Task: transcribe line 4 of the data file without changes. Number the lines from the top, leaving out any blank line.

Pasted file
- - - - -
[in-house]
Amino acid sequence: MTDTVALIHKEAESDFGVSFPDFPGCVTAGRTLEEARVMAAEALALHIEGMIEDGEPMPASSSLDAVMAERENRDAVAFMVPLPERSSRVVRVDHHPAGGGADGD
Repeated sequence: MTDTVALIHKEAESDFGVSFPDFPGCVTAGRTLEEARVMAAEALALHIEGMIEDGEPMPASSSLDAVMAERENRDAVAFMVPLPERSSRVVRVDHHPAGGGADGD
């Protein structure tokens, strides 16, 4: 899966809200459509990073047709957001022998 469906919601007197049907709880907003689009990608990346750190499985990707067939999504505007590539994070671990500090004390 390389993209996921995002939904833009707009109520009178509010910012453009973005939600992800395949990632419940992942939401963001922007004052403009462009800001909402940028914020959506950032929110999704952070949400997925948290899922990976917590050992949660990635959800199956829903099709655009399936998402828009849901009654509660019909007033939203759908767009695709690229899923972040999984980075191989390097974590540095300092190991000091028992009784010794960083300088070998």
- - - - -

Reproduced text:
């Protein structure tokens, strides 16, 4: 899966809200459509990073047709957001022998 469906919601007197049907709880907003689009990608990346750190499985990707067939999504505007590539994070671990500090004390 390389993209996921995002939904833009707009109520009178509010910012453009973005939600992800395949990632419940992942939401963001922007004052403009462009800001909402940028914020959506950032929110999704952070949400997925948290899922990976917590050992949660990635959800199956829903099709655009399936998402828009849901009654509660019909007033939203759908767009695709690229899923972040999984980075191989390097974590540095300092190991000091028992009784010794960083300088070998």